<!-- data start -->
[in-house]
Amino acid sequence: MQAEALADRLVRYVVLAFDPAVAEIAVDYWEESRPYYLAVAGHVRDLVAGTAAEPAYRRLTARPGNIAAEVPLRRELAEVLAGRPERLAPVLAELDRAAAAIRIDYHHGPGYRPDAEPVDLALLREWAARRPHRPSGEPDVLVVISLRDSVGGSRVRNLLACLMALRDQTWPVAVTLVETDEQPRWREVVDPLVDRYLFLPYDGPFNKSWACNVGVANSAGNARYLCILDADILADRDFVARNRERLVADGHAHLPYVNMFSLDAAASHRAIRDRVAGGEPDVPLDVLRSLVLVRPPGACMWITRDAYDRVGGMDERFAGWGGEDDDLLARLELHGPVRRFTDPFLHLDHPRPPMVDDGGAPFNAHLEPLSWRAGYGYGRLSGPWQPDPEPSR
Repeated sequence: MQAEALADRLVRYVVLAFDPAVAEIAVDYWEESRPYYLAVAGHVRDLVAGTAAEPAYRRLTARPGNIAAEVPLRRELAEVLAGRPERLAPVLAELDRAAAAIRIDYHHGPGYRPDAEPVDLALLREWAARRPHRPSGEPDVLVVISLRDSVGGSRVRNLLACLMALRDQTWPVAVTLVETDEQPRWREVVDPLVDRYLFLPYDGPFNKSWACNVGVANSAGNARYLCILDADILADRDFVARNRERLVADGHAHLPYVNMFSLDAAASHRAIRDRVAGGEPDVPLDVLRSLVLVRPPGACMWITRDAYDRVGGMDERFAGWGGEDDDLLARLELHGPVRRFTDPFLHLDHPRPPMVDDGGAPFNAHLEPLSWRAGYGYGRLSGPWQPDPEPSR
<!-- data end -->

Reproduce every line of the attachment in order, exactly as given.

[in-house]
Amino acid sequence: MQAEALADRLVRYVVLAFDPAVAEIAVDYWEESRPYYLAVAGHVRDLVAGTAAEPAYRRLTARPGNIAAEVPLRRELAEVLAGRPERLAPVLAELDRAAAAIRIDYHHGPGYRPDAEPVDLALLREWAARRPHRPSGEPDVLVVISLRDSVGGSRVRNLLACLMALRDQTWPVAVTLVETDEQPRWREVVDPLVDRYLFLPYDGPFNKSWACNVGVANSAGNARYLCILDADILADRDFVARNRERLVADGHAHLPYVNMFSLDAAASHRAIRDRVAGGEPDVPLDVLRSLVLVRPPGACMWITRDAYDRVGGMDERFAGWGGEDDDLLARLELHGPVRRFTDPFLHLDHPRPPMVDDGGAPFNAHLEPLSWRAGYGYGRLSGPWQPDPEPSR
Repeated sequence: MQAEALADRLVRYVVLAFDPAVAEIAVDYWEESRPYYLAVAGHVRDLVAGTAAEPAYRRLTARPGNIAAEVPLRRELAEVLAGRPERLAPVLAELDRAAAAIRIDYHHGPGYRPDAEPVDLALLREWAARRPHRPSGEPDVLVVISLRDSVGGSRVRNLLACLMALRDQTWPVAVTLVETDEQPRWREVVDPLVDRYLFLPYDGPFNKSWACNVGVANSAGNARYLCILDADILADRDFVARNRERLVADGHAHLPYVNMFSLDAAASHRAIRDRVAGGEPDVPLDVLRSLVLVRPPGACMWITRDAYDRVGGMDERFAGWGGEDDDLLARLELHGPVRRFTDPFLHLDHPRPPMVDDGGAPFNAHLEPLSWRAGYGYGRLSGPWQPDPEPSR